U Miami's 15-point anti-racism plan includes massive bureaucracy expansion

The school did not respond to multiple requests asking how it plans to pay for the plan.

The University of Miami released a 15 point plan to resist the "persistence of systemic racial injustice."

Meanwhile, the school received millions in CARES Act funding and is raising tuition.

University of Miami President Julio Frenk released a message detailing initiatives that the university will be taking to fight “institutionalized anti-Black racism.”

The university will create a new cabinet-level position, reporting to the president, on “racial justice.” One of the duties of the special advisor will be to work with “a new Task Force to Promote Racial Justice at the Miller School of Medicine to facilitate a formal, multi-year strategic plan that increases recruitment and retention of Black faculty, staff, and students.” 

There will also be a newly appointed Diversity Officer for the Department of Athletics who will “be responsible for implementing a diversity and inclusion plan” for student-athletes and the athletic department. 

To increase the recruitment and retention of “under-represented faculty, specifically Black faculty members,” the university will establish a new Office for Faculty Inclusion and Diversity. The university said in the coming years, “at least 80 percent of faculty searches will have diverse candidates not just among applicants, but among finalists.”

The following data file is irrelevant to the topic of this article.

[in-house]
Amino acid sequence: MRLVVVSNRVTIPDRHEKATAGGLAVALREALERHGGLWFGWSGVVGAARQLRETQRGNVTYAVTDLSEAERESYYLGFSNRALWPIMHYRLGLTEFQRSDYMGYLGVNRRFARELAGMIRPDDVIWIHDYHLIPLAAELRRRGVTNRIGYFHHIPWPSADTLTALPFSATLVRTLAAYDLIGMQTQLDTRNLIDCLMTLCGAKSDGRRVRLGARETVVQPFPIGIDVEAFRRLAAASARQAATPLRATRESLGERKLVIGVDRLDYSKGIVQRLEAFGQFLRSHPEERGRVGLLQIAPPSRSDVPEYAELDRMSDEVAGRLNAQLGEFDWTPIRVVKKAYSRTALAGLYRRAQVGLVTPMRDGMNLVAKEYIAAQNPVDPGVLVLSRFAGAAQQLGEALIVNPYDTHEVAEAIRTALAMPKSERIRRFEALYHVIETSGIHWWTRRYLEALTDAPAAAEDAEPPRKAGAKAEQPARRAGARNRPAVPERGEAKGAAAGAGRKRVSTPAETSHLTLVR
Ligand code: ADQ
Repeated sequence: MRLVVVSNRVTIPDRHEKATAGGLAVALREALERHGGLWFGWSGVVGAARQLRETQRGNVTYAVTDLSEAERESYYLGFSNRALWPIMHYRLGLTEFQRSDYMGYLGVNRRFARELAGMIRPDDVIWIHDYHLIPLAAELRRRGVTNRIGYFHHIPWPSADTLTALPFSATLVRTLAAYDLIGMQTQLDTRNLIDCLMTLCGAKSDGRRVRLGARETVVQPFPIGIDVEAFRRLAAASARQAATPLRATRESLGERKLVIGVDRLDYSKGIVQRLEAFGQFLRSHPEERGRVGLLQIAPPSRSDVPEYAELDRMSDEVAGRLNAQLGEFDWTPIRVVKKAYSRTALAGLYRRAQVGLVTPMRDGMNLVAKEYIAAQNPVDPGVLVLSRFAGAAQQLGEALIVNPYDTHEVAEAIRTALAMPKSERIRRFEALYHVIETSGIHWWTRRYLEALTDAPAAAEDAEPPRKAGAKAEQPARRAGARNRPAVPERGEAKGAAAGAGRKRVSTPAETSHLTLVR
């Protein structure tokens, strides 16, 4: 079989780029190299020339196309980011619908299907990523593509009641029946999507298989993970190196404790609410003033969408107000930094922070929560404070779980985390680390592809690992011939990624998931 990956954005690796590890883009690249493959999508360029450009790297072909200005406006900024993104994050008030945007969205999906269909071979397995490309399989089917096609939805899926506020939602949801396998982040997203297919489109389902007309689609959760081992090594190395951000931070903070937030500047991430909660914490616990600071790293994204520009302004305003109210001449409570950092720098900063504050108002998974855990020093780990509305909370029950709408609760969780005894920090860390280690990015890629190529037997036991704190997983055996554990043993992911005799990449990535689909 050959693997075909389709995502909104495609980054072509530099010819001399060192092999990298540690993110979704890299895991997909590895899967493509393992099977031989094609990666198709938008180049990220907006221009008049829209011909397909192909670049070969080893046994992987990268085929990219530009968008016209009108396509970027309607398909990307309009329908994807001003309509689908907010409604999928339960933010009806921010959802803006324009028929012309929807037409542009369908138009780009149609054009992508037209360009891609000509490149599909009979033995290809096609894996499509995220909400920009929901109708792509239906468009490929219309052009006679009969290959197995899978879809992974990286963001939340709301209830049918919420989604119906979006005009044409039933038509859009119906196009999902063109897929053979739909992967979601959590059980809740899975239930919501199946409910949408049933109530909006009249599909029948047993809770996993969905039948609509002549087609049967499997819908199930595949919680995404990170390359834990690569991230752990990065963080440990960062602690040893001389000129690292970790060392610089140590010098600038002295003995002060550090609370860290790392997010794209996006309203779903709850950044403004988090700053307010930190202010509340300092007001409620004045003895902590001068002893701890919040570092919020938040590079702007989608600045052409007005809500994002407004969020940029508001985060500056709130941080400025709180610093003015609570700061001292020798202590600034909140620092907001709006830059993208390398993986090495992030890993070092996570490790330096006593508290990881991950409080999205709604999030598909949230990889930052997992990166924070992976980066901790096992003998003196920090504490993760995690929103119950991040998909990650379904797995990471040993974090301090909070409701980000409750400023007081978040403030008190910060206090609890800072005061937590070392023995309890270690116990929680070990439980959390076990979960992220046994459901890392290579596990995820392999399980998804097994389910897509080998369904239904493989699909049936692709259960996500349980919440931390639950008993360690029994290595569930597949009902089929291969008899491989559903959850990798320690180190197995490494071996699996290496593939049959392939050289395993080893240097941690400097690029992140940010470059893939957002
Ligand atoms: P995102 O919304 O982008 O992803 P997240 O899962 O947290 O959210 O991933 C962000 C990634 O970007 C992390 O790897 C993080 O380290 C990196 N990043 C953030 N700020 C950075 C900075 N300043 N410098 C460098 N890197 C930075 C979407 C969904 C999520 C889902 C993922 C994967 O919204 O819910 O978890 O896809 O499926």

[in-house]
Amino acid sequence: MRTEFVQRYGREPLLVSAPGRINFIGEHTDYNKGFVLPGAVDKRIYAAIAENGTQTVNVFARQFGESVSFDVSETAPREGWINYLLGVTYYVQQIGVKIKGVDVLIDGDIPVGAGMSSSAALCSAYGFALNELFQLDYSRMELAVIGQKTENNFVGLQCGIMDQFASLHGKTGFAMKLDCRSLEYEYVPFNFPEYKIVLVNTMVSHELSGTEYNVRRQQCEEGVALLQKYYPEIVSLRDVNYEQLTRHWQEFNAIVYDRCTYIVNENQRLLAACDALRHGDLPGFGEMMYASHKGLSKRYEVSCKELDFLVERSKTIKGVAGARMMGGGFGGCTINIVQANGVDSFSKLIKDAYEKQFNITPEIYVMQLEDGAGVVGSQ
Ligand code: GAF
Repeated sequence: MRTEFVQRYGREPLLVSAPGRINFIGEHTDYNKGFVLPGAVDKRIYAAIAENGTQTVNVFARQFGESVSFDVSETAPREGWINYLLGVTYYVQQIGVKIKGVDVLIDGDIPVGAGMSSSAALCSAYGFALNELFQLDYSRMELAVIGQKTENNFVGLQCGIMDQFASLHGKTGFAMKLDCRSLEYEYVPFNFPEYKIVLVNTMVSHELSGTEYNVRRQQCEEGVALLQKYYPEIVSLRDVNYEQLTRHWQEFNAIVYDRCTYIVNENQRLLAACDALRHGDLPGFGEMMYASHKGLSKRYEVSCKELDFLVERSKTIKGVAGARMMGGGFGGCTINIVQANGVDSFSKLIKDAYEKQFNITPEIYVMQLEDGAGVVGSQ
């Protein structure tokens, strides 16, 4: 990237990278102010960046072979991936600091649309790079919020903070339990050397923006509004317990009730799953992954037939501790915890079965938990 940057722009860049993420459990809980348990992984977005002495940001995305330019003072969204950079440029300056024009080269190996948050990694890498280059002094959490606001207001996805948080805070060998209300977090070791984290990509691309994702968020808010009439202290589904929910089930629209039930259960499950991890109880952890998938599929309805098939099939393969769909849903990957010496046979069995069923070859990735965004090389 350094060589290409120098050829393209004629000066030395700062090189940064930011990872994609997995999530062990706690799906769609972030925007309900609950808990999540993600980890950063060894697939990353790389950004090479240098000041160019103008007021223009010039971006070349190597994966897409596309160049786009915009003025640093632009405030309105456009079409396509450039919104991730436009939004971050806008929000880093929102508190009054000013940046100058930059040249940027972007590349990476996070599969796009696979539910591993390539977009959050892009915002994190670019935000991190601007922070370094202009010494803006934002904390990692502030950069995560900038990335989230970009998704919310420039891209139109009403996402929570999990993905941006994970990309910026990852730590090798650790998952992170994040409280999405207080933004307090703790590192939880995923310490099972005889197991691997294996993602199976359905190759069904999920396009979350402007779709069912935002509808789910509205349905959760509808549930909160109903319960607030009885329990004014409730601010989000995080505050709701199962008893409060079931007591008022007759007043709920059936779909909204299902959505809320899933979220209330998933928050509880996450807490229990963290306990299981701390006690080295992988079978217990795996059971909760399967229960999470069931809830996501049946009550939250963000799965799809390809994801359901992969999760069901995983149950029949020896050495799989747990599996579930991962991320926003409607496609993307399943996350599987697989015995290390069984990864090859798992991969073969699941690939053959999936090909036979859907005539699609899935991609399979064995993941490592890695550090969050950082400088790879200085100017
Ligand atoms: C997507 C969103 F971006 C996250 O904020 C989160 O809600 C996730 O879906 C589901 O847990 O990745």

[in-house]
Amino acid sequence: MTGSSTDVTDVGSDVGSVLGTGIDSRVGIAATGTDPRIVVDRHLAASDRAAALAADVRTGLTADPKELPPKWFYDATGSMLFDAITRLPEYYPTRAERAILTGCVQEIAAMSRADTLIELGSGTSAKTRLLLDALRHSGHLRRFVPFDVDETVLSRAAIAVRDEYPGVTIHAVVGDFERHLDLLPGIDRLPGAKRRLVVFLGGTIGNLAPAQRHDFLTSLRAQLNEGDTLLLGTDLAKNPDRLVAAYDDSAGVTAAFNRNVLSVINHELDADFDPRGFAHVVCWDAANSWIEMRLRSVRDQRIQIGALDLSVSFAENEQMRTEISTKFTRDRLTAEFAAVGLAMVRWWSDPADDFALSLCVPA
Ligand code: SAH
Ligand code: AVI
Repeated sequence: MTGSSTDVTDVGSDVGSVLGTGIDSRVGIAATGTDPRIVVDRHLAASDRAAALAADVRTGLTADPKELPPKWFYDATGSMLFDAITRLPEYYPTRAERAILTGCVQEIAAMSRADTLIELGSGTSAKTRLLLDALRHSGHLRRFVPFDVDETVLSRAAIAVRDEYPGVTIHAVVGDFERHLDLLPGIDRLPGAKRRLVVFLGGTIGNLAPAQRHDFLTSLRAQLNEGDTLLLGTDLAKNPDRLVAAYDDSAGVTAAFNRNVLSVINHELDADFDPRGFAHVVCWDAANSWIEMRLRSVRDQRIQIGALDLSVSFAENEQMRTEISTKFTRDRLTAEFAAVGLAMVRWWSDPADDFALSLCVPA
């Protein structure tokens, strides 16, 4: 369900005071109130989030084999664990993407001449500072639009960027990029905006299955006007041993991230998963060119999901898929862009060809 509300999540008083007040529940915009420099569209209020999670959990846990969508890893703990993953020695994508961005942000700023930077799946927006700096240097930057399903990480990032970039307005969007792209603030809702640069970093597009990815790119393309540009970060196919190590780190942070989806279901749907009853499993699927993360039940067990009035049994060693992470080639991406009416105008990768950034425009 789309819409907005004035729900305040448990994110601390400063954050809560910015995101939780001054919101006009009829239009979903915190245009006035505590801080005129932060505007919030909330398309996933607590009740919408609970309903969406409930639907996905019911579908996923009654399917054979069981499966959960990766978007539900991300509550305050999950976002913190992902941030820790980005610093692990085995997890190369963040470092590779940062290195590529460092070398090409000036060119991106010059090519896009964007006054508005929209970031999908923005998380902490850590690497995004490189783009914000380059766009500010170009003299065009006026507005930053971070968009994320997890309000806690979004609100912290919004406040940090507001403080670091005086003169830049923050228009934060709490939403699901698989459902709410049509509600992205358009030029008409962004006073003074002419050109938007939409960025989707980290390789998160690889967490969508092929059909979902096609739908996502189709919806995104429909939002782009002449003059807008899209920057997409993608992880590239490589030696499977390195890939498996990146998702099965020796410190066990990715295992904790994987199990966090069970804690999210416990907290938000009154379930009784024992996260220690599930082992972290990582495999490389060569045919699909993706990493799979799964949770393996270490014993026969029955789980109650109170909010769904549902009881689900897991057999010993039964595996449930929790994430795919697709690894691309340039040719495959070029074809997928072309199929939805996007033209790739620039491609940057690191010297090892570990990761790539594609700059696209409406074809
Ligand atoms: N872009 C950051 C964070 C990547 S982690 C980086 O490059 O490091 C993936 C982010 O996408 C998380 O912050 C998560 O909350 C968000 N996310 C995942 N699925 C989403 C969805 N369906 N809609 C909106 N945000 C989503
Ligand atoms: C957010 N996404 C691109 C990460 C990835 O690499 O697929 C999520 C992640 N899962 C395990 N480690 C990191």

[RELATED: Students sue University of Miami and Drexel University over tuition controversy]

The university will create a Center for Global Black Studies. Using a grant from the Mellon Foundation,  the university can pursue new “initiatives addressing structural racism and structural inequalities.” There will also be further efforts towards “understanding of individual, institutional, and structural racism.” Funds will be used to have different interdisciplinary departments work together on studies about racism. 

The university will “commit to creating specific incentives for Black and minority-owned businesses” to hold itself accountable in its diversity objectives. It will also have a “targeted outreach efforts to minority candidates via job boards,” which will help in the efforts to “conduct an annual, internal demographic audit.”

Beginning in January 2021, the university will purchase and implement a mandatory “Diversity and Inclusion module for all students.” This will include training on how to identify and combat “implicit racial bias, microaggressions, and how to engage in the necessary yet difficult conversations around structural racism, abuse of power, and societal healing for students.”

Frenk noted that these initiatives “are not an end product; they are a starting point.”

The University of Miami did not respond to Campus Reform’s repeated requests for the cost of implementing the multiple part plan. 

Meanwhile, the University of Miami received more than $8.1 million in federal taxpayer funding as part of the Coronavirus Aid, Relief, and Economic Security (CARES) Act. Furthermore, the school charged $51,930 for tuition and fees during the 2019-2020 academic year, according to U.S. News and World Report. Tuition for the 2020-2021 school year is $53,682, according to the school’s website

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